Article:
The formation of functional three dimensional structures is a fundamental process that occurs in all cells and developing organisms. Much of our knowledge of how secreted proteins organize into functional architectures comes from studies on the assembly of vertebrate extracellular matrices. While the basic components of several tissue-specific extracellular matrices are known, there is little knowledge of the molecular interactions that drive the assembly of these structures in vitro or in vivo. The Drosophila eggshell is a specialized extracellular matrix that forms between the oocyte and overlaying follicle cells during the latter stages of oogenesis. The eggshell is a large, proteinaceous, structure that is amenable to genetic, biochemical, molecular, and morphological analyses. Our research is directed towards elucidating the molecular mechanisms and interactions that underlie its assembly. By understanding the molecular strategies and protein motifs that are utilized in its construction, we can begin to appreciate how complex extracellular architectures form in the right place, at the right time, and with the right shape. We propose to continue our studies on the dec-1 gene, a gene that produces several distinct proteins that are essential for eggshell assembly. Genetic and biochemical data suggest that two dec-1 derivatives, s25 and s80, function in oligomeric complexes. Using a variety of biochemical methods we propose to isolate dec-1 containing complexes, identify proteins that interact with these derivatives, determine the sequences that are required for the interactions, and test the effects of mutations that disrupt the interactions on eggshell assembly. The effects of the mutations on eggshell function, assembly, and protein localization will be assessed by a variety of means including ultrastructural analyses, Western blot analyses, immunoelectron and immunofluorescence microscopy. Conversely, we propose to test the effects of engineered dec-1 mutations on eggshell assembly, dec-1 complex formation, and protein interactions. Dec-1 proteins with partially processed N-termini cause dose dependent negative effects in wild type flies, including female sterility and collapse of the eggshell. We propose to elucidate the molecular basis of these negative effects.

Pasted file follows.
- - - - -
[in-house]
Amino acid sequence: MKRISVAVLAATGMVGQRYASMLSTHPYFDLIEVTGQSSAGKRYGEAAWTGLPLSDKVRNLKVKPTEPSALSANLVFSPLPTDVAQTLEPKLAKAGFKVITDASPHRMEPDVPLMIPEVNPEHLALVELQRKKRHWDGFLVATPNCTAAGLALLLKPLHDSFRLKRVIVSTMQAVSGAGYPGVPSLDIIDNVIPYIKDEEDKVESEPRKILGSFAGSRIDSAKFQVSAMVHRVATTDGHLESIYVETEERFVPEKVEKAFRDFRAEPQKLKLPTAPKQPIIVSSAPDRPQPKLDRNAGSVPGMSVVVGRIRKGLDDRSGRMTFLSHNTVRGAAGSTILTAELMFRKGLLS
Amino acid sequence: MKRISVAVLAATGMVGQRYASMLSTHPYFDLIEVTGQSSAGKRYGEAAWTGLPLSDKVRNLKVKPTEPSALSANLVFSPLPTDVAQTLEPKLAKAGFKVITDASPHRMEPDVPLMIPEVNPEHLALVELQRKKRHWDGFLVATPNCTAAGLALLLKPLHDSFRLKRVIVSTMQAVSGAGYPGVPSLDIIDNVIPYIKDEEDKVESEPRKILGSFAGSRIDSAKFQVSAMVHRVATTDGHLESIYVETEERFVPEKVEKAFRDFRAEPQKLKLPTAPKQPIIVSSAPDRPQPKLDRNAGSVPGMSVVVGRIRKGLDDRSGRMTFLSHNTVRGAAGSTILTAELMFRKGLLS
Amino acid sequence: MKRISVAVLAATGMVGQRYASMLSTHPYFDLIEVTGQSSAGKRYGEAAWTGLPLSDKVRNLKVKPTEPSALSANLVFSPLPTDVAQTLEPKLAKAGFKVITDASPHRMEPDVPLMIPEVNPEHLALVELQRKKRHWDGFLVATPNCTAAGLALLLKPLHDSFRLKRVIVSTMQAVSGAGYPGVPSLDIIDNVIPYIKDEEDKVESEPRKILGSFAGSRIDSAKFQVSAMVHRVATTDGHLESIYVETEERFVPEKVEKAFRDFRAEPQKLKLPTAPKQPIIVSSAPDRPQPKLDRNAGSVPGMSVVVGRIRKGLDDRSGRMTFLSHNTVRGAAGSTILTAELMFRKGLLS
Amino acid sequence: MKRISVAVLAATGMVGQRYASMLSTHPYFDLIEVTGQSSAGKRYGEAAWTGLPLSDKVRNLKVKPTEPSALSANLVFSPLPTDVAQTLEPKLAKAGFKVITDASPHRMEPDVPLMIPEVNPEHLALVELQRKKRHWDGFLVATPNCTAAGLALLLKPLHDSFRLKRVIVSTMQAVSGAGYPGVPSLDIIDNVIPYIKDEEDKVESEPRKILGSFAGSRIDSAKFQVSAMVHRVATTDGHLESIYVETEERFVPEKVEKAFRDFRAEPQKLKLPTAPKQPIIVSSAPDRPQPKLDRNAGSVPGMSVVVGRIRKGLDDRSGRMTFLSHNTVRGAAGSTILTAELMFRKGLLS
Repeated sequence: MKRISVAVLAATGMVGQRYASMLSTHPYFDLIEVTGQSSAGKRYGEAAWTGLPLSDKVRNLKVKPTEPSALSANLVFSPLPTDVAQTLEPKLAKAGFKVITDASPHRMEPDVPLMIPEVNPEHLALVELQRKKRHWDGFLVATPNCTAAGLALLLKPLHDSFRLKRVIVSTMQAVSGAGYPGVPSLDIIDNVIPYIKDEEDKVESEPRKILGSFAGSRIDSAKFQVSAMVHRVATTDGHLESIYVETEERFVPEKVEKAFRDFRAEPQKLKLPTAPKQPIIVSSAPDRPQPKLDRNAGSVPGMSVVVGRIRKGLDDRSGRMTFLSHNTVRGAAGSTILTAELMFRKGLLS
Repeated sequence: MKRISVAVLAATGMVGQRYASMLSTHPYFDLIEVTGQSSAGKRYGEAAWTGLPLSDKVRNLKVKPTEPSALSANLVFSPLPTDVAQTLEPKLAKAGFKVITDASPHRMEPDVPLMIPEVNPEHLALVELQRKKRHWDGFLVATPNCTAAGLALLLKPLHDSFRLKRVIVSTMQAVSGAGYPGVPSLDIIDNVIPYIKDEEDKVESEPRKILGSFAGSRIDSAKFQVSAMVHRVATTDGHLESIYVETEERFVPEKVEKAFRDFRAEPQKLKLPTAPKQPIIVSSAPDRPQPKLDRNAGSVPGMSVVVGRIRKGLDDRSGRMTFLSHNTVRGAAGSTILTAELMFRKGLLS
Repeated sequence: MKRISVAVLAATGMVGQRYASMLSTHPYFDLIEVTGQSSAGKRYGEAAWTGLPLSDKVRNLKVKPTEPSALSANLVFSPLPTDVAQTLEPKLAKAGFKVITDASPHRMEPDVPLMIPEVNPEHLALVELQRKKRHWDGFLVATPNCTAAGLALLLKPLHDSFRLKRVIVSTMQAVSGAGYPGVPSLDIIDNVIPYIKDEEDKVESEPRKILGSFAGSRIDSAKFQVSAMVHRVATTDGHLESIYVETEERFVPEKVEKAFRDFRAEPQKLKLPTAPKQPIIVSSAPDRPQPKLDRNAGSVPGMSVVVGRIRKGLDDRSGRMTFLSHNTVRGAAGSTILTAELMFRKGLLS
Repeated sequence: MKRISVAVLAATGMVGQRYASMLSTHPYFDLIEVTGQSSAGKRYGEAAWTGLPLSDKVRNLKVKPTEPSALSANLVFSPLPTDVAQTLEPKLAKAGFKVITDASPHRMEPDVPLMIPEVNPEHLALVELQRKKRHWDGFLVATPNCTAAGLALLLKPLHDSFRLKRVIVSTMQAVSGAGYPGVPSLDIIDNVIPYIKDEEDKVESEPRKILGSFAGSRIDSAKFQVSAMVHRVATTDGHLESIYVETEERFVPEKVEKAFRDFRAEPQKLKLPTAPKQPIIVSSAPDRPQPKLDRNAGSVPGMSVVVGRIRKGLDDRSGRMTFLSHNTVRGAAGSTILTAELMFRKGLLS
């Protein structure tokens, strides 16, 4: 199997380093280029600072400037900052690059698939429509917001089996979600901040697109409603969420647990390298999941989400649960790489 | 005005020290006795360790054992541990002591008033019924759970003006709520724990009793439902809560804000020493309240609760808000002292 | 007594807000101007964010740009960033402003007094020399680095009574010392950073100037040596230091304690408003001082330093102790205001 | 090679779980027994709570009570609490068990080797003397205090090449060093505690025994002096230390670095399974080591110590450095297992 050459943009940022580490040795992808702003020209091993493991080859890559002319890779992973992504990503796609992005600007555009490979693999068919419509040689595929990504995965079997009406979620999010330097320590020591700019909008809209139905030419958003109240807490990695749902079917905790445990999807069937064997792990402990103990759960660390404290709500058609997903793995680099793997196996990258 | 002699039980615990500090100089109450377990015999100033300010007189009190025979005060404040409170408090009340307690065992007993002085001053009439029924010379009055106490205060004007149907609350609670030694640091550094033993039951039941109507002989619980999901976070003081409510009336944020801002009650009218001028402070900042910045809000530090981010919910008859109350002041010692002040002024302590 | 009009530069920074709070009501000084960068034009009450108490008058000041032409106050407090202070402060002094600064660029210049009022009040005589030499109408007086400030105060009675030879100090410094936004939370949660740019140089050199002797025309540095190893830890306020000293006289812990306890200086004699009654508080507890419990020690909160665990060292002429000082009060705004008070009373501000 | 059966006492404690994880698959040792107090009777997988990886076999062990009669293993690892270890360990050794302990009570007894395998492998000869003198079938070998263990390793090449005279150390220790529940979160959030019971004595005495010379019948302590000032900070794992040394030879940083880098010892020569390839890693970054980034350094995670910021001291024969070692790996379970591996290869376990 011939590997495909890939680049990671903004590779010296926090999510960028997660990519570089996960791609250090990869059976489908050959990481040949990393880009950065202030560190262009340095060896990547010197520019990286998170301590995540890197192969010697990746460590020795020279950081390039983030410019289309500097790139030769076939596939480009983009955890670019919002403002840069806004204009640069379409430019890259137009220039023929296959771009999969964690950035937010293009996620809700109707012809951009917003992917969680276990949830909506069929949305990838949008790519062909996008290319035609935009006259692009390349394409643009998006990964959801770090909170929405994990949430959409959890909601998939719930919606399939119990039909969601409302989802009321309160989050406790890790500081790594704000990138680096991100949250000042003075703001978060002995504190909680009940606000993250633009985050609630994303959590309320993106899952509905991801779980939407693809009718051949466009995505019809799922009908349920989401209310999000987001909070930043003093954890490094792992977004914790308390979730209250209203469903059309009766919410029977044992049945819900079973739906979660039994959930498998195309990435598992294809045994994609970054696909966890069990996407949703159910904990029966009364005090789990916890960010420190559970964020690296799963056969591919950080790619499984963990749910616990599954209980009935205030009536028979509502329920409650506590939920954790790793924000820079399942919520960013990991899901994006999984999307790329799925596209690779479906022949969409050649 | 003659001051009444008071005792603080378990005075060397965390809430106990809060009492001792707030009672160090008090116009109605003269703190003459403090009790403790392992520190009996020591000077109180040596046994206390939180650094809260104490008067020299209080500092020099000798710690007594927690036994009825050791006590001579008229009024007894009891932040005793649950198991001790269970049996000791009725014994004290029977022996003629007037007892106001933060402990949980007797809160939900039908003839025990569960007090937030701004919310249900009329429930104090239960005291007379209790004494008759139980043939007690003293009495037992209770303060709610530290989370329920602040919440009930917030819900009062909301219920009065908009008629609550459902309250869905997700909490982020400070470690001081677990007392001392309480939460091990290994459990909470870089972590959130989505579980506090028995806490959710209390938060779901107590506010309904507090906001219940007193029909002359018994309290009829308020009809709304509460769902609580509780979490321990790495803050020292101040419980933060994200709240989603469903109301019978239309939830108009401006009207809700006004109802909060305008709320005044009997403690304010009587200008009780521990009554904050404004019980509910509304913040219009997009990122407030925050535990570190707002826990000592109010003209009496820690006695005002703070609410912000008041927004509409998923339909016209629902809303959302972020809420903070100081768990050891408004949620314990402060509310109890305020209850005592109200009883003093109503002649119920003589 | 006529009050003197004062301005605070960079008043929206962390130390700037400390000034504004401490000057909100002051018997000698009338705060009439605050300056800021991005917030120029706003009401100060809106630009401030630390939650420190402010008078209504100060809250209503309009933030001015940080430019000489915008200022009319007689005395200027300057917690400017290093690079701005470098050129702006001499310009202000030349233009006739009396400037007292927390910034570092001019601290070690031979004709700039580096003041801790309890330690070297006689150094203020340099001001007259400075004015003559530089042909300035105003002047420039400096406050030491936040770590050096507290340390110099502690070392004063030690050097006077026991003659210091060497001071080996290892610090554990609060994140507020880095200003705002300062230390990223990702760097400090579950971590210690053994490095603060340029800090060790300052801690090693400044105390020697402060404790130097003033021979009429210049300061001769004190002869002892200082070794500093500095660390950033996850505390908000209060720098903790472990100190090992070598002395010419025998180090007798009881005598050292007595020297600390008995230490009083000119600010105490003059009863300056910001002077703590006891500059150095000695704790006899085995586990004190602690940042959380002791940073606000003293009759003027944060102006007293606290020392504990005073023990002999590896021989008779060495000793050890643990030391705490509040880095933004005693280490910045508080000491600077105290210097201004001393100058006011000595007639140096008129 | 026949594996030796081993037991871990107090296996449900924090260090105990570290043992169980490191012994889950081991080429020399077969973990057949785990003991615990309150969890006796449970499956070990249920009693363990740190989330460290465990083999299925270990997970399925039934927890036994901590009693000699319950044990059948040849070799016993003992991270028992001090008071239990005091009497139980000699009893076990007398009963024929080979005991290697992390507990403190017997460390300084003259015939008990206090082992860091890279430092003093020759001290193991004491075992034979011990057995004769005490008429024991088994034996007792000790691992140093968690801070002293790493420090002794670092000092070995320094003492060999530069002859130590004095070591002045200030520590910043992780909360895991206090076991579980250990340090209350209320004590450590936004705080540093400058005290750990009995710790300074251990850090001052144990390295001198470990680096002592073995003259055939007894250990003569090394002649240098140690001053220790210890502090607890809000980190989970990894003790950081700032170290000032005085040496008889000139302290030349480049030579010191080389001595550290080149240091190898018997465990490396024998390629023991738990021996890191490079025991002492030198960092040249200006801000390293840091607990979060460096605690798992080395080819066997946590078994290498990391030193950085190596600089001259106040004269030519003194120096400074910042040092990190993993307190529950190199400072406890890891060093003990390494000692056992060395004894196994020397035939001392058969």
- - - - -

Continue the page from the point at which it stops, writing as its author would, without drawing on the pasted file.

|Wu, T; Manogaran, A L; Beauchamp, J M et al. (2010) Drosophila vitelline membrane assembly: a critical role for an evolutionarily conserved cysteine in the ""VM domain"" of sV23. Dev Biol 347:360-8
|Spangenberg, Daniel K; Waring, Gail L (2007) A mutant dec-1 transgene induces dominant female sterility in Drosophila melanogaster. Genetics 177:1595-608
|Manogaran, Anita; Waring, Gail L (2004) The N-terminal prodomain of sV23 is essential for the assembly of a functional vitelline membrane network in Drosophila. Dev Biol 270:261-71